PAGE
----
Vital stats: 47, Noe Valley
Hot because: She's one of the nation's top modern architects.
"I feel like I'm too old to be dating," groans Fougeron. "I've already done the things that have a lot to do with why people get married, like have a kid." Divorced for five years and with a teenage daughter, Fougeron runs her own award-winning architecture shop in the Mission. She relishes her independence and so far has been underwhelmed by the local dating scene. "It doesn't seem evolved, sophisticated," she says. "The issues—like who calls who—are issues you should be having at 15, not 45. I can't understand the rules, much less care about them." Still, she admits, "it's nice to have a warm body. I fundamentally have to be with somebody emotionally." Her advice: "The main thing is pay attention. I like people who don't need a reason to call—but do anyway. I find that endearing."
Renoir "the Vinyl Archeologist Salgado
Vital stats: 31, Western Addition
Hot because: He runs San Francisco's coolest club party.
Salgado says his mission is to preserve positive hip-hop culture and that his ideal mate would support that crusade. At the very least, "she's got to tolerate my music." Salgado's passion is True Skool, which is a musical genre, a website, and a Rosetta stone for local dance culture. Salgado's Friday-night party at Storyville in San Francisco was named "Best Place to Keep It Real and Jiggy at the Same Time" by the Bay Guardian. In spite of the street cred—not to mention the dimples and sideburns—Salgado's still solo. "It'd be good to find someone I could kick it with," he says. "My goal is to have a relationship, not get hitched. But if I find the person, who knows?" What's on his wish list? "Someone down-to-earth. And voluptuous wouldn't be bad."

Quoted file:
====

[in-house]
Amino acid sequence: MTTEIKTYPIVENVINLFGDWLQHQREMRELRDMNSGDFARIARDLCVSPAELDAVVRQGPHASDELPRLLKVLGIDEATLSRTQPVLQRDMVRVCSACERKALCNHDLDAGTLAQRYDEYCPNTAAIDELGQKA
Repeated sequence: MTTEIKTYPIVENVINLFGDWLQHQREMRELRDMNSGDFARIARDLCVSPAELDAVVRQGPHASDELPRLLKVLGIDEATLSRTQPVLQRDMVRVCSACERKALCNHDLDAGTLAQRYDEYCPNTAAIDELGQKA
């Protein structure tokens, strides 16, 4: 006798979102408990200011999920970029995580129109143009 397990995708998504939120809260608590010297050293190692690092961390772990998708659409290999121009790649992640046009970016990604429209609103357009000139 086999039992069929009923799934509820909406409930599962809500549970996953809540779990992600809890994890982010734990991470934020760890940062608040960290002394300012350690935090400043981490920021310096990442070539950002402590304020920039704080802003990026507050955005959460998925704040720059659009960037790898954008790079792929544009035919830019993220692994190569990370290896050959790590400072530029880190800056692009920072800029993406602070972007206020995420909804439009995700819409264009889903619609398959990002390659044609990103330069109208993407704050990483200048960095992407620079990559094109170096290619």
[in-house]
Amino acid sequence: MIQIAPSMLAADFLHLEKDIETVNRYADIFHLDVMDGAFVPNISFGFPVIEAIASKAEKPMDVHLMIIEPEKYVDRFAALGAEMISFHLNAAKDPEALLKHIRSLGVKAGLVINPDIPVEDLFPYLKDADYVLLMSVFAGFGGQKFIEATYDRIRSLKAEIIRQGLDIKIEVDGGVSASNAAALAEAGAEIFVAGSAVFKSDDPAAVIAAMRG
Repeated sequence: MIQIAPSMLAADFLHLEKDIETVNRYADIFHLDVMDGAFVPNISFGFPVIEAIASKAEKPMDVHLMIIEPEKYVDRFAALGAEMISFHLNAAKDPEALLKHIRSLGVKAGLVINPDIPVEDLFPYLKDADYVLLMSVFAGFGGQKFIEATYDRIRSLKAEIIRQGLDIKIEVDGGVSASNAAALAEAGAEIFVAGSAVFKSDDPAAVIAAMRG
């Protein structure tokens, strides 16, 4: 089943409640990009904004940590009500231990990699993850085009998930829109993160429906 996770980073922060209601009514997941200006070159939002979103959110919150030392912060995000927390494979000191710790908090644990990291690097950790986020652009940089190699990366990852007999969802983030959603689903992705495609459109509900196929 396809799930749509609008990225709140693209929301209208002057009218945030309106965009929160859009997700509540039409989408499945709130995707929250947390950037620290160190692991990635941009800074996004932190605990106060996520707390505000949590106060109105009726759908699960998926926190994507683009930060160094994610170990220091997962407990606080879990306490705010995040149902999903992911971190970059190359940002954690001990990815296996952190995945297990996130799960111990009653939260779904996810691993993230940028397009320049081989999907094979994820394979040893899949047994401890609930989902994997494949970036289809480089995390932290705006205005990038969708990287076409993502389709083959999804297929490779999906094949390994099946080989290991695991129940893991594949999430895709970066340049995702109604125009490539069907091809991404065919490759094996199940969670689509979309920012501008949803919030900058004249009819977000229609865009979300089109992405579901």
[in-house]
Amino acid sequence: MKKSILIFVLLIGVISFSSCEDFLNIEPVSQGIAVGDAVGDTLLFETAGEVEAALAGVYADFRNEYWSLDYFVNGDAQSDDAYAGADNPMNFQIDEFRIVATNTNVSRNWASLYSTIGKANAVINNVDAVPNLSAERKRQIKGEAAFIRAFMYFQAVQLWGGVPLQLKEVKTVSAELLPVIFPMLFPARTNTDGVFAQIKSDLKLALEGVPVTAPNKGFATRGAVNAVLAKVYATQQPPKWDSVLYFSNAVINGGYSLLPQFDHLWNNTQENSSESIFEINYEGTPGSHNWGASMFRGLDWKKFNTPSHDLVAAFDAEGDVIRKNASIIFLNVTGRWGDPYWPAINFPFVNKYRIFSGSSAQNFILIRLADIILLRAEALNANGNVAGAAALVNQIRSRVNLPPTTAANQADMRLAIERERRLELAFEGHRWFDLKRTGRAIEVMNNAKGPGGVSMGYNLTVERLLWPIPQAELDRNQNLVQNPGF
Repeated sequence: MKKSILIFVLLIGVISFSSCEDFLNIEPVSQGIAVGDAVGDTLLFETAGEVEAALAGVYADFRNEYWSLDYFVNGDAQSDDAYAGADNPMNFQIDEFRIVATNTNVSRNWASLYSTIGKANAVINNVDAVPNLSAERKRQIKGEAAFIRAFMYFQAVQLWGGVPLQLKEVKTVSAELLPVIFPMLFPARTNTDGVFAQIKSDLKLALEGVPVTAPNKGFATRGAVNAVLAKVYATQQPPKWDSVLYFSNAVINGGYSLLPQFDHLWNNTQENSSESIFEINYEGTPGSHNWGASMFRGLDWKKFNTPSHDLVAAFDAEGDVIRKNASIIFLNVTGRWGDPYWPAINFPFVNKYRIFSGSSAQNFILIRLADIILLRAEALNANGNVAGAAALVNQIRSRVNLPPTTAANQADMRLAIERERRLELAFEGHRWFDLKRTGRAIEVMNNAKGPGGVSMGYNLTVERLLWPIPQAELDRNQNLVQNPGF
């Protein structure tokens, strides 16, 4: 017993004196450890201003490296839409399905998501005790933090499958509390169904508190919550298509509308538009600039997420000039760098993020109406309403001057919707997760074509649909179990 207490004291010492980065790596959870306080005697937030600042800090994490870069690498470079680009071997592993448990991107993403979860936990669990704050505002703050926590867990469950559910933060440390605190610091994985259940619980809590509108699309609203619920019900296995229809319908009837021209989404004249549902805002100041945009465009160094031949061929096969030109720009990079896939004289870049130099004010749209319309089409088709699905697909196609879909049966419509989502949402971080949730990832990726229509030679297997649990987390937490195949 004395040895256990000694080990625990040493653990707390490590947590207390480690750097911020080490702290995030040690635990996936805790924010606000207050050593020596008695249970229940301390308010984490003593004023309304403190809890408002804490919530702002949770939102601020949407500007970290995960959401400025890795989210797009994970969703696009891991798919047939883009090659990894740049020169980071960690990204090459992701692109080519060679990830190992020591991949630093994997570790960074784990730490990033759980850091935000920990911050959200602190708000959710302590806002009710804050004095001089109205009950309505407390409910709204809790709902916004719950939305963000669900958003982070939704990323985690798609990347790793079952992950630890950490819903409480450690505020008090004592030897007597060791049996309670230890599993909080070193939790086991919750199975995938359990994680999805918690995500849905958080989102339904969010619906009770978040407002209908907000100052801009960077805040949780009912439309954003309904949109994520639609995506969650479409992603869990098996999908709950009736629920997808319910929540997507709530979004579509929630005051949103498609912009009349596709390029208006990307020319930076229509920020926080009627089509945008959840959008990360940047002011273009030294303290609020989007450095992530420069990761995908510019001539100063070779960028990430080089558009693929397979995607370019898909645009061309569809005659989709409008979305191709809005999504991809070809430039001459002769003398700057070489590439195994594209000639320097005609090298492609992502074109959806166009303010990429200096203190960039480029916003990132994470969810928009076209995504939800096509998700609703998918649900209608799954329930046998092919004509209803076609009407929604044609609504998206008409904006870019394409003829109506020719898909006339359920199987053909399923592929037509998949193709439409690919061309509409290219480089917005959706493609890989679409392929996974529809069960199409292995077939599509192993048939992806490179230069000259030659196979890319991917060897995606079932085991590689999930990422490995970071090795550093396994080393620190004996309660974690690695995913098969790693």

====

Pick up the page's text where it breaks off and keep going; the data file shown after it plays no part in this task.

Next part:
Dr. Michael Geschwind
Vital stats: 39, Noe Valley
Hot because: He's one of the sharpest minds in neurology.
You may win the good doctor's heart, but don't count on a diamond engagement ring. "It's an artificial symbol made up by society," scoffs the iconoclastic neurologist, a rising star at UCSF's Memory and Aging Center who specializes in ailments such as the human form of mad cow disease. Ick. But that's not why he's single, he says. He's just too picky. "I get bored easily.
I can't make up my mind what I want." Meeting women is a snap, though, says the gregarious Geschwind. "I've definitely gotten numbers on Muni." The trouble is finding someone who can keep up, whether he's backpacking in Cambodia,teaching tae kwon do, or campaigning against nuclear weapons. "My life is pretty exciting," he says, "and they have to want just as much from life." Couch potatoes need not apply. "The women I date are usually brighter than I am."
Vital stats: "Thirtysomething," Oakland hills
Hot because: She's Prince Andrew's new conquest.
You never know when Prince Charming might walk into the room. Just ask
Cynthia Gouw, who's been parrying the flirtations of England's Prince Andrew since they met at a dinner party at the Clift Hotel last year. "I spilled a cosmo on myself," recalls this reluctant Cinderella and El Cerrito native. "Everyone at the table was mortified, but he thought it was hysterical. I guess he thought I was a wacky girl." Since then, Randy Andy
(as he's known back in Britain) has been wooing Gouw with "sweet" emails and trips across the pond for intimate rendezvous. Well, as intimate as two people can get when one of them is accompanied by an entourage of assistants and bodyguards. "It's hard to have privacy," Gouw says with a sigh. "We manage, but it's hard." Gouw simply doesn't see a fairy-tale ending. "I'm too pragmatic," she says. "He lives in London; my life is here. While he's a tremendous person, I'm looking for someone I can have a normal life with. I want my relationship to flourish and not be analyzed by strangers." But how's some local guy supposed to compete with royalty? "Men find me intimidating—they assume I'm unattainable," Gouw
concedes. And her requirements are indeed stiff: "Dynamic, caring,
confident, with joie de vivre, intellectually curious, funny, and devastatingly sexy." That said, there's still hope for commoners. Gouw has a history of turning her back on glamour to follow her heart. She walked away from gigs as a Parisian model and a Hollywood starlet to be a TV reporter in Bakersfield. She's currently a reporter for KQED radio's Pacific Time. One sure way to get Gouw's attention: "Direct eye contact—that moment your eyes connect and there's nothing else in the room. That completely slays me."
Vital stats: 44, Ashbury Heights
Hot because: Her dad, Willie, has the key to the city.